Dti Can Cut Red Tape By £1 Billion - Can You Help Do More?
29th November 2005
Trade & Industry Secretary Alan Johnson today published details of DTI's developing simplification plan and set out how the Department will deliver over £1 billion of regulatory savings by 2010. The plan will help DTI deliver a new 25% target for reducing administrative burdens as announced by the Prime Minister at the CBI conference today.
The Secretary of State for Trade and Industry called on businesses,large and small, to work with DTI in developing simplification proposals as well as submitting their ideas for cutting red tape via http://www.dti.gov.uk/simplify
The draft simplification plan covers all areas of DTI policy. It includes sweeping changes to make company law more flexible as wellas easier to understand, saving business over �643m in the next five years; transforming the way key agencies such as Companies House and the Patent Office operate through deregulation and simpler electronic filing, registration and search systems. These will save business a further £230m over the same period.
It also features work to cut the burden of company reporting requirements by replacing the Operating and Financial Review with a simpler Business Review in line with the minimum requirements of the EU Accounts Modernisation Directive.
DTI is also leading the way in implementing the Hampton Report's recommendations. A pilot in the retail sector is already working to cut the number of routine inspections for business by pioneering risk-based approaches. This means shifting attention away from the majority of decent complying businesses and onto those that present the greatest risk.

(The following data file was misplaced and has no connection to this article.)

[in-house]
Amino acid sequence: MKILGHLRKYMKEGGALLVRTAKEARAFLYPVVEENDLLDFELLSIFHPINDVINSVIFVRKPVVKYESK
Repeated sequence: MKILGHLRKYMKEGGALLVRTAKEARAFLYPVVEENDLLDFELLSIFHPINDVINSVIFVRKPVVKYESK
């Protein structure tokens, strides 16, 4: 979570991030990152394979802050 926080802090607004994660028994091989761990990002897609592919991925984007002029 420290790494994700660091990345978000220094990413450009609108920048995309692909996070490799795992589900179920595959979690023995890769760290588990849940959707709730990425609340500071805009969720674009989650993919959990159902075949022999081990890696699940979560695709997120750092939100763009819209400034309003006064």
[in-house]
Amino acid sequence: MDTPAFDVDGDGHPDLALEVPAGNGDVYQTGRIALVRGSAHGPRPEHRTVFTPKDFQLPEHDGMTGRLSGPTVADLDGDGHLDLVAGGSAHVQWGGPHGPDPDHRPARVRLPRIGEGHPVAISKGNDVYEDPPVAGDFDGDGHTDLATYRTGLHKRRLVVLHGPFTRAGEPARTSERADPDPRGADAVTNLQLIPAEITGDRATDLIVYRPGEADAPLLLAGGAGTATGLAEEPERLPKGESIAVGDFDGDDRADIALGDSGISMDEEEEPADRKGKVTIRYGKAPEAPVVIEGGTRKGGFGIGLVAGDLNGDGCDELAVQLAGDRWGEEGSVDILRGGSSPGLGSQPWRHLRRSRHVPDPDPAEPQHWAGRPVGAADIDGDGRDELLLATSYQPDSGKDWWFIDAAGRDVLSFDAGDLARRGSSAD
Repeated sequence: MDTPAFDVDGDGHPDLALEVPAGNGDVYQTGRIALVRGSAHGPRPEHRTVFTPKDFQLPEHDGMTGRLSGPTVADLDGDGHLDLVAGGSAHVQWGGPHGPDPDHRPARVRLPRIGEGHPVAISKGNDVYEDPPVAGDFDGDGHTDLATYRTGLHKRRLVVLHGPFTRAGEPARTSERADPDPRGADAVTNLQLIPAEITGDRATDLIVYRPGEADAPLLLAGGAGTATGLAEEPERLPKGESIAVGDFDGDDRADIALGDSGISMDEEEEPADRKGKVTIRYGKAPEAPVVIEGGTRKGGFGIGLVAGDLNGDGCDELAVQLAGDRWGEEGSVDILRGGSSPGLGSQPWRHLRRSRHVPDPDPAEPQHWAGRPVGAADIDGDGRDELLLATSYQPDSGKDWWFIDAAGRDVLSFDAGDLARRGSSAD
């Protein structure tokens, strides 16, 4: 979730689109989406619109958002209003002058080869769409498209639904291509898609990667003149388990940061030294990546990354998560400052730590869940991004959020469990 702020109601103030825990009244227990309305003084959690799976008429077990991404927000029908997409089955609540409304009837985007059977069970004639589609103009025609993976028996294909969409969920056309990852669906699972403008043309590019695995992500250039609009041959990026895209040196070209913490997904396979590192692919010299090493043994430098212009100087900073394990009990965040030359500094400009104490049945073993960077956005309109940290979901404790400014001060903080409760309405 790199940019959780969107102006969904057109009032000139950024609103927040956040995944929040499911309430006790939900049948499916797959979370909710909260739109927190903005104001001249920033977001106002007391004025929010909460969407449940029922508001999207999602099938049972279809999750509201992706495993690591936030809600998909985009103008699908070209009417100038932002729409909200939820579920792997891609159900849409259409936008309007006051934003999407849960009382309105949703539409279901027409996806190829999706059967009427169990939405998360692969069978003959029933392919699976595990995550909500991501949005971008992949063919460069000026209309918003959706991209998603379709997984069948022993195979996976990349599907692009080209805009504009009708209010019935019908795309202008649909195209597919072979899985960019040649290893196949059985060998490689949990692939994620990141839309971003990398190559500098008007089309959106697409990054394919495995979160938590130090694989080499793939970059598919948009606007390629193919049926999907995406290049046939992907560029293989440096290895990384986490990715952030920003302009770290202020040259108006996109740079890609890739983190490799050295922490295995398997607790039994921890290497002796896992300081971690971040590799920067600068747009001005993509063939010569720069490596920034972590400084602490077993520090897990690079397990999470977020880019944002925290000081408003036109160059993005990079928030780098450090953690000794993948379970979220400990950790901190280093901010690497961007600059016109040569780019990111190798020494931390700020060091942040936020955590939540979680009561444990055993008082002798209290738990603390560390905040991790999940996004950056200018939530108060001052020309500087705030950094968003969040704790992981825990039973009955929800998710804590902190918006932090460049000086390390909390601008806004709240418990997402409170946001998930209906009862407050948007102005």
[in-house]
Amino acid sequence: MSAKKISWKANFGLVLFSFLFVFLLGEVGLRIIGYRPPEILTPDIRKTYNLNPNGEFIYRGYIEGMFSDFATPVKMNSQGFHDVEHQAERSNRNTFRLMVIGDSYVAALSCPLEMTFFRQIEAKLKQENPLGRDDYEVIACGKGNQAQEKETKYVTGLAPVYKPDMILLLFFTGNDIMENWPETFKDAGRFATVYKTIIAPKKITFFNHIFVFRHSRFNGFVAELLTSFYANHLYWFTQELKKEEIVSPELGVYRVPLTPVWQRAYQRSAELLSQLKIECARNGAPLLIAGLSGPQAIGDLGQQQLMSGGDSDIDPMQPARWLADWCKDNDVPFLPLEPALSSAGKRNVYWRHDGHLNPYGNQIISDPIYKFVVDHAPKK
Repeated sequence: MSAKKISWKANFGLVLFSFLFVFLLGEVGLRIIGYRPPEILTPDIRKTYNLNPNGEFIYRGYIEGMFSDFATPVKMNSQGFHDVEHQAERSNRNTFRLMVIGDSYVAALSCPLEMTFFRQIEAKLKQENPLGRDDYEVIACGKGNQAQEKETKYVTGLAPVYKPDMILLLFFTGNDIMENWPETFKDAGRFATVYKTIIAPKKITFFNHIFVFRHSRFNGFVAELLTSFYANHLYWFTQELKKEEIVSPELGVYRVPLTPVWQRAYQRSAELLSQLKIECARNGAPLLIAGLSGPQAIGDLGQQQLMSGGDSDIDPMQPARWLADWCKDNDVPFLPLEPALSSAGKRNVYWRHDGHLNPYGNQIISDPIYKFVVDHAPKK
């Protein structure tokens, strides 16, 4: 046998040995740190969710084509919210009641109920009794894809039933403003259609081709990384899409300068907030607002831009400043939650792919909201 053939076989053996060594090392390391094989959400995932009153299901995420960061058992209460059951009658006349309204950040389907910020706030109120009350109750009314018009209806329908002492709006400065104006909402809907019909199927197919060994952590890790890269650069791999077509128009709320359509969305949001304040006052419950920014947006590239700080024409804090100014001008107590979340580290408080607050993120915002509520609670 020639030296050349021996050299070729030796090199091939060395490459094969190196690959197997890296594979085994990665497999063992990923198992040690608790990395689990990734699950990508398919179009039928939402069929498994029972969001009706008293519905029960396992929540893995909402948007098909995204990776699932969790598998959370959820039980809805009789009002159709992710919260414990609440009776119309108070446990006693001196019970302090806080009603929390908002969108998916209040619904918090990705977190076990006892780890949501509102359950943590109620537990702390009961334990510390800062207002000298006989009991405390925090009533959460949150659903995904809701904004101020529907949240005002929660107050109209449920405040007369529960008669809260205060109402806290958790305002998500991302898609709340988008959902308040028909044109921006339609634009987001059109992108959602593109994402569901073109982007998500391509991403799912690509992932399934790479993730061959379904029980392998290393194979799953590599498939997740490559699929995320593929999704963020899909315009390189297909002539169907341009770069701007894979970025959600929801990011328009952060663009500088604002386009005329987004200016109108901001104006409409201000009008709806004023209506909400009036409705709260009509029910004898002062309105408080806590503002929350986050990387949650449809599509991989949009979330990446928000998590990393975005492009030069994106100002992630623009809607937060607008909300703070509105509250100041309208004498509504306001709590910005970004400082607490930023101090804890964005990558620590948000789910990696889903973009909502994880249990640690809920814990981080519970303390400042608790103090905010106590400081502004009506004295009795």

This is part of a wide-ranging programme on consumer law which includes the review of EU Consumer regulation and the recently announced work on Sunday Trading and setting up the Consumer and Trading Standards Agency.
There is also a new programme of work on employment law which aims to simplify rules and improve guidance in those areas business have identified as being difficult to understand. This includes work onthe statement of employment particulars, the redundancy law framework, the maternity pay and leave regime, targeted enforcement and inspection in keeping with Hampton principles, and confirms a review of dispute resolution procedures.
The draft plan, published on the DTI website at http://www.dti.gov.uk/simplify also includes plans to ensure that future changes to the law are packaged so that business knows exactly what initiatives are coming and when. This in itself is expected to save business nearly £100m over five years - or £600 a year for a small firm. The award winning website www.businesslink.gov.uk will also be enhanced to help businesses, particularly small firms, to understand regulation including what does and does not apply to them.
Alan Johnson said: "DTI will be a leader on the Government's better regulation
programme. The draft Simplification Plan I am publishing today shows how we will deliver over £1 billion regulatory savings to business by 2010 with more to come as we develop our ambitious forward programme. This will be a rolling plan, updated and published regularly.
"We are working closely with business in developing the DTI Simplification Plan and need their help to make it even stronger. We want businesses to talk to us about the changes they want to see."
David Frost, Director General of the British Chambers of Commerce said: "Employers warmly welcome this commitment to cut over £1bn of regulatory burdens. Complicated and costly regulations are one of the main barriers to business growth, especially for smaller companies. Employers will now be looking for the Government to fully implement its programme to reduce the burden of complying with regulations."